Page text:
If nothing else, the opening of the Channel Tunnel in 1994 sent a powerful message of encouragement to policy makers that a good idea can’t be stopped forever.
Plans for a tunnel between England and France were first developed more than 200 years ago by French mining engineer Albert Mathieu-Favier, whose vision was of horse-drawn coaches and a mid-Channel artificial island constructed for the changing of horses. French Emperor Napoleon III and British Prime Minister William Gladstone both turned down later versions of the dream before an early attempt at the idea foundered in the late 19th Century.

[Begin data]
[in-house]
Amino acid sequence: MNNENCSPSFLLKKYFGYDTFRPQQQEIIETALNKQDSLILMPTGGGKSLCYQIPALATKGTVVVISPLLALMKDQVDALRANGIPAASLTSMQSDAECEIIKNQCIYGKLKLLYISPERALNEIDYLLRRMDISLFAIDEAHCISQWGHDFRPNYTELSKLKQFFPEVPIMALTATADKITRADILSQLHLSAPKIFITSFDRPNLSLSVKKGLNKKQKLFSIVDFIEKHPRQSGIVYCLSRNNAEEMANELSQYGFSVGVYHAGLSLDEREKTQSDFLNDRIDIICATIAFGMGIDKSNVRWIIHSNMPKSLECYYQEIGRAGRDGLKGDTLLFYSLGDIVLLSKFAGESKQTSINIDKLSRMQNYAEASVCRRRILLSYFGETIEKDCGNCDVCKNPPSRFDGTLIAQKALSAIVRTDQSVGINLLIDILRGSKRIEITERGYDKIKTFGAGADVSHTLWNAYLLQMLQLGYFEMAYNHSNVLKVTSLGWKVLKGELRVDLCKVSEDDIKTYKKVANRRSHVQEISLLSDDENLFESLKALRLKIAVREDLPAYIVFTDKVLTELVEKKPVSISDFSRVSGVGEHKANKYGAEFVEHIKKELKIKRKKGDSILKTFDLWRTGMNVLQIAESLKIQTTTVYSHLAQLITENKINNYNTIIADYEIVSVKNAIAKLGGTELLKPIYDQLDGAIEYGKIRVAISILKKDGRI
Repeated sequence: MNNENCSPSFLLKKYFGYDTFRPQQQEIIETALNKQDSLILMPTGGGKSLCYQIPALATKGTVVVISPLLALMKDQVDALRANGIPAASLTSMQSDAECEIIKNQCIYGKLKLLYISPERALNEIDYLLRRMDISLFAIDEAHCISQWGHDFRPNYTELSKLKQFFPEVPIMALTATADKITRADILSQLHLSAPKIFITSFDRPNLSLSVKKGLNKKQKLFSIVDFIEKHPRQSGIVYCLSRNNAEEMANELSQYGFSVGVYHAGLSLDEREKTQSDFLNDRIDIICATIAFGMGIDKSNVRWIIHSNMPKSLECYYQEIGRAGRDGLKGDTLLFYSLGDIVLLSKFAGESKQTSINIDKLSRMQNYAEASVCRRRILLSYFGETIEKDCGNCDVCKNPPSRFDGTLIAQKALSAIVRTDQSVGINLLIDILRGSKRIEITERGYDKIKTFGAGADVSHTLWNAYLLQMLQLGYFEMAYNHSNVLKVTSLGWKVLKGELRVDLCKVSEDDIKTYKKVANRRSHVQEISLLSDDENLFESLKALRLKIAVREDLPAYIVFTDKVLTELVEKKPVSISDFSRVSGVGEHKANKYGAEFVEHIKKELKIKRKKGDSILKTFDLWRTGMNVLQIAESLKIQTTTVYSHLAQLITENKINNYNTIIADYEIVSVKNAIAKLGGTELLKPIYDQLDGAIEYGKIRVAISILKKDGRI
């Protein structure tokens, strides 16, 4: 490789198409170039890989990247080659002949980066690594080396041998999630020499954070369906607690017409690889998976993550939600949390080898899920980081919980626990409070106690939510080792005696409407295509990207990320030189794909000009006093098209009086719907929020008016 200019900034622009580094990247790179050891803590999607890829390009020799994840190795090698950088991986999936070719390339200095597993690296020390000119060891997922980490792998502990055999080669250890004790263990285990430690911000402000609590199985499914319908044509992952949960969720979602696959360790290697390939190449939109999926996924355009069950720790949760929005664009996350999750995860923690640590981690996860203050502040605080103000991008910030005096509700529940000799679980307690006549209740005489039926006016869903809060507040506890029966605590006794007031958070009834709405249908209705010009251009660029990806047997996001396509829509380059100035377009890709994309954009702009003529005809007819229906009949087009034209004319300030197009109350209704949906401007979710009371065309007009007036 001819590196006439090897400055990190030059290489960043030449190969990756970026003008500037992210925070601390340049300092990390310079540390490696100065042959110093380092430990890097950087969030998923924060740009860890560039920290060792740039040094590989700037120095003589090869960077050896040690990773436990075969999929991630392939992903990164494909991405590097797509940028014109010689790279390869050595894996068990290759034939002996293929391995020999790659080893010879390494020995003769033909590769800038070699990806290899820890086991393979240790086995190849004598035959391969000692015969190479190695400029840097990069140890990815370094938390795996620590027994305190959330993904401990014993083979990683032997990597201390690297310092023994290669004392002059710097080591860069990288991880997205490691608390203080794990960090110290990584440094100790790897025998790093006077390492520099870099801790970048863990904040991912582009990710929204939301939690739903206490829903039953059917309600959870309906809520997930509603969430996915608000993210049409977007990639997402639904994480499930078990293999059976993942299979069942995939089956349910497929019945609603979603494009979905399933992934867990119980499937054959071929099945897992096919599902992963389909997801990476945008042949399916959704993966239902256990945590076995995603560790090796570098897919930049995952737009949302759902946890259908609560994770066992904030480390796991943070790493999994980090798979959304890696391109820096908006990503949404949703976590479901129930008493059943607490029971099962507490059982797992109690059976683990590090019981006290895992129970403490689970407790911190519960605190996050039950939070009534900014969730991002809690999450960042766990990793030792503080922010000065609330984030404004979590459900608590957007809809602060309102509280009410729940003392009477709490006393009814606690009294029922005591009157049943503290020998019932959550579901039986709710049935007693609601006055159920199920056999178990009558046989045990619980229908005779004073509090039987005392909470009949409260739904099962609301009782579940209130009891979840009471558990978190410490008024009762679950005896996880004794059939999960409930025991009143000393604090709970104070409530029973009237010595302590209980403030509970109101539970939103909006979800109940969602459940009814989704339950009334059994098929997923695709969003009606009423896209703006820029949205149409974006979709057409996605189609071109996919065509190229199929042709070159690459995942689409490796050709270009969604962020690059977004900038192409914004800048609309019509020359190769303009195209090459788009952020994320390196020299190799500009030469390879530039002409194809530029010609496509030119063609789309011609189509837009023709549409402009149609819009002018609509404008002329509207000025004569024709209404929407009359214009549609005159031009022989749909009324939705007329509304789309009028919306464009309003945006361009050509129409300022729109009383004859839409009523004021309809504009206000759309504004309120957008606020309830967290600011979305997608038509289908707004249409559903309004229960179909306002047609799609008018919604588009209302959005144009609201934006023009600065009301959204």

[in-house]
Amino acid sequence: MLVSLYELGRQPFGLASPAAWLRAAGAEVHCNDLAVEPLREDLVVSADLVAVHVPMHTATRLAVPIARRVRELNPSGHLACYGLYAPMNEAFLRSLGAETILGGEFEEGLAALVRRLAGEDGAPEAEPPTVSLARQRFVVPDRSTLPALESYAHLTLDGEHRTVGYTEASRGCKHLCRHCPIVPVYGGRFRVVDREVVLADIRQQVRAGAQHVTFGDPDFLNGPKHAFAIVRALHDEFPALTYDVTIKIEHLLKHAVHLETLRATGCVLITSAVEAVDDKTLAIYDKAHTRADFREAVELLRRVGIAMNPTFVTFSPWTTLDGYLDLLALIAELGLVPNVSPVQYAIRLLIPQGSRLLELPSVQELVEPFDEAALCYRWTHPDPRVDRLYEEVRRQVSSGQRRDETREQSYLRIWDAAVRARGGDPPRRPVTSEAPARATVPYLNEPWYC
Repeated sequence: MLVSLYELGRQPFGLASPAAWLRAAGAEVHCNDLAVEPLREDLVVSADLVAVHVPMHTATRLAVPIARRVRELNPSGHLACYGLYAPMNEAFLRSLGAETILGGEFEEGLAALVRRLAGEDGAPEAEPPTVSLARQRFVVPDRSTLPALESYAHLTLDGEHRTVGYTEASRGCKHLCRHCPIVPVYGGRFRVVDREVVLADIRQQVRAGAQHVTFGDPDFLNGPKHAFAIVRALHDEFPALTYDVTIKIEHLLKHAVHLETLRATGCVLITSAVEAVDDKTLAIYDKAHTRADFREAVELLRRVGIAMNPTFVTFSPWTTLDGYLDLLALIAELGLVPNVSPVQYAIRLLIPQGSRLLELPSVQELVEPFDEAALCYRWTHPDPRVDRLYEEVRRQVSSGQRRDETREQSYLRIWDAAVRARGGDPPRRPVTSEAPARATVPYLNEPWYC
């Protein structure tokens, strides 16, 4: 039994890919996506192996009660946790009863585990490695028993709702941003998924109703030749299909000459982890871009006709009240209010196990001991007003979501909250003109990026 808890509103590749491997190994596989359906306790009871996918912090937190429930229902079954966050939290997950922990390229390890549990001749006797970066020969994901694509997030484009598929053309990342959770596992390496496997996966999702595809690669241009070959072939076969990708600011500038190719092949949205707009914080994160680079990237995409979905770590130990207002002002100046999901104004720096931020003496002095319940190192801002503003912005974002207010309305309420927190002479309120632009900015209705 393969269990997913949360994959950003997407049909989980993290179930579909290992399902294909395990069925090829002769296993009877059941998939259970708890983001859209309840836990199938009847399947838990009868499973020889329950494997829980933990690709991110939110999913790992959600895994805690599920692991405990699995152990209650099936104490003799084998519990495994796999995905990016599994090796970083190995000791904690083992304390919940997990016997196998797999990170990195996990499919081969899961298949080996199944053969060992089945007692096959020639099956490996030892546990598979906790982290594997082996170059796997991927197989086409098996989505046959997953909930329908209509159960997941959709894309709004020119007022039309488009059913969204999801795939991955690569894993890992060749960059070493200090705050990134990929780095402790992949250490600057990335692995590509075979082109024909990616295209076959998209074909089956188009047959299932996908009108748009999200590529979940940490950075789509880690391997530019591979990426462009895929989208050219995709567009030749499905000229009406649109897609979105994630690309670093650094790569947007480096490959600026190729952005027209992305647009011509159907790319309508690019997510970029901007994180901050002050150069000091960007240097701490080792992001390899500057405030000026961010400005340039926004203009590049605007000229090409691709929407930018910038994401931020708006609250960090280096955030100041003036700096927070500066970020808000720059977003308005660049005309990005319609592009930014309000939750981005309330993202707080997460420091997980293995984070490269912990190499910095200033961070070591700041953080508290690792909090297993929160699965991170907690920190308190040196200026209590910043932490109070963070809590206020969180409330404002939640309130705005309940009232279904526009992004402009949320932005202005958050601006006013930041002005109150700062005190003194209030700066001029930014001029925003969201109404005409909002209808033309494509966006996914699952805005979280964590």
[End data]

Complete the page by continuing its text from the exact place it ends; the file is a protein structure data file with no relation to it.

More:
In 1981, after many other false starts, President Francois Mitterand of France and British Prime Minister Margaret Thatcher agreed to set up a working group to study a privately funded project. A contract was awarded for a railway tunnel scheme five years later. The eventual project was built between 1988-94, the longest underwater section of any tunnel in the world. It cost more than £8bn—well over its initial budget. The cost of borrowings to fund the scheme led to the financial collapse and restructuring of Eurotunnel. However, the tunnel survived that, as well as Brexit, remaining a permanent connection between Great Britain and mainland Europe.